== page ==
Amanda Del Buono interviews Jay Richards, a member of the founding team and senior consultant at Denison Consulting, a consulting firm that helps its clients improve their culture and build leadership development. They discuss leadership during the coronavirus pandemic and then step back to take a broader look at leadership development in U.S. manufacturing. Visit Jay's YouTube channel: https://www.youtube.com/channel/UCJix0XVFhLJvqO1EFIw_Z8w
Below is a portion of the interview. The full transcript is available here.
Amanda: So, right now, we all know we're going through an unprecedented crisis, and I just want to start out by asking, what advice you have for leaders who are trying to manage during this?
Jay: The big thing that I see out there, and I've done this for 20 years now in organizational psychology specifically culture leadership and things like that, but right now, there is so much uncertainty in the workforce. You know what I mean? There's a lot of fear. And I mean, right now, we're two months into this whole COVID-19 thing, and when things couldn't get any worse, now they're telling us we're going to have to dodge murder hornets as well, right? And so, what you see when you're looking at things around uncertainty is how do we relieve or alleviate that uncertainty? And you do that by communicating. So, if I'm talking to any leader right now, there's a few things that we want to learn, and we're learning that as the months go by and the data that we have, but right now, what I'm seeing great organizations do is communicate, communicate, communicate.
And a lot of times, what we do when we're not communicating well in just normal times, we usually leave out information. We tend to speak at people, okay? And so, when I'm coaching some of the people I coach, managers, leaders, executives, and things like that, I actually use a formula that I developed, which is just basically what minus why equals the rumor mill. And so, I always set what at 100%, but it's the why that's where we get ourselves in trouble. So, if I only communicate 9% of the why, I leave 90% out in the rumor mill, right? One hundred percent minus 10% equals 90%. And that's where all the headaches occur. People tend to make up answers that they don't have, that we leave out there, and you don't want them doing that because they never give you the benefit of the doubt. It always seems to be they come back negative, right?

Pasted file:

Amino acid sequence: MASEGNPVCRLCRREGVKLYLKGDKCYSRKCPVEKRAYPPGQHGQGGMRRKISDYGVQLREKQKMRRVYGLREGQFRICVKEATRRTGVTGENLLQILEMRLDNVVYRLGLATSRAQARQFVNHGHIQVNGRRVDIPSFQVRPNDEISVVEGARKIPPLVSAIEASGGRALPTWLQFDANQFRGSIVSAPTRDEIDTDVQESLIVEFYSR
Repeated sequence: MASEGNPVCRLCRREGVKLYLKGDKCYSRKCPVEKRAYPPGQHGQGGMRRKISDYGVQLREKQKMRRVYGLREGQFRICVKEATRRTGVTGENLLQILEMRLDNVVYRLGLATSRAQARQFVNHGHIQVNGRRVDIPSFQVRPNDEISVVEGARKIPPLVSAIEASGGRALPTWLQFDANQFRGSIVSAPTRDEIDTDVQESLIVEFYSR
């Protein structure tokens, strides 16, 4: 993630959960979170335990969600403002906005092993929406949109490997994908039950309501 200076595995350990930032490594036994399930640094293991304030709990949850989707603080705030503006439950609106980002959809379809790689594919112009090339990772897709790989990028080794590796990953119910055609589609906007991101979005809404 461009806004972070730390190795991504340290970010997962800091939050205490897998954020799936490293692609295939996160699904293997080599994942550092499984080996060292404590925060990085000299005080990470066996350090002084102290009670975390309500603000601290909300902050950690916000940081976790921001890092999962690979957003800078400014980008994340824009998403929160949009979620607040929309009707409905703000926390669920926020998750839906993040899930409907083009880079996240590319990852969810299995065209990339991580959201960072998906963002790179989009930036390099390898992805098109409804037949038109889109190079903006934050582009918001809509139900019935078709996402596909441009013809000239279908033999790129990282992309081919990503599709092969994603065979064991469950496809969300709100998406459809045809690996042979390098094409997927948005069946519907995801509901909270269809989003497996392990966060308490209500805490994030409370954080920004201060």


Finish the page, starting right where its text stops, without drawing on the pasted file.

So, what we want to do, and what we're seeing right now is organizations are communicating at a high level. Your people need this information. They're worried about their job, they're worried about their families. A lot of them that are families, they not only have their eight-hour jobs, if they're essential, they're also stay-at-home school teachers now. And so, there's a lot of stuff out there, "Am I gonna get sick?" whatever. We want to make sure we're getting people information, and I think a lot of companies are doing that.
Amanda: Well, good. That's good to hear that people are taking a proactive approach to communicating with their employees and really being transparent right during this time.
Jay: Yeah. I mean, back in March, as everything began to unfold, at Denison people were not thinking about a culture survey anymore or leadership development surveys. Things are getting pushed off, and we have here in Michigan a lot of organizations, Ford, GM and a lot of factories out here that have switched over to gowns, ventilators, masks, and things like that. And we wanted to do something as well. So, that's why we developed a resilience survey, measuring how resilient organizations are in times of crisis. What we really wanted to accomplish was getting companies' information quickly from their people because people had concerns, right? We talk about uncertainty. So, we were good at that. We can't make ventilators, but we can get information. So, we switched over pro bono for a lot of our clients and just started letting them use our software to collect information.
And it was cool because within a month, we had over 30 organizations that have all done the survey and we actually have a normative database now for it, for just the 30. It'll continue to grow, but the cool thing was there was a lot of things that started to emerge. And one was when you look at the data, we added a question on the end where people could type in their own comments, and it said, "What has our organization done well during COVID?" And the top answer by far was communication.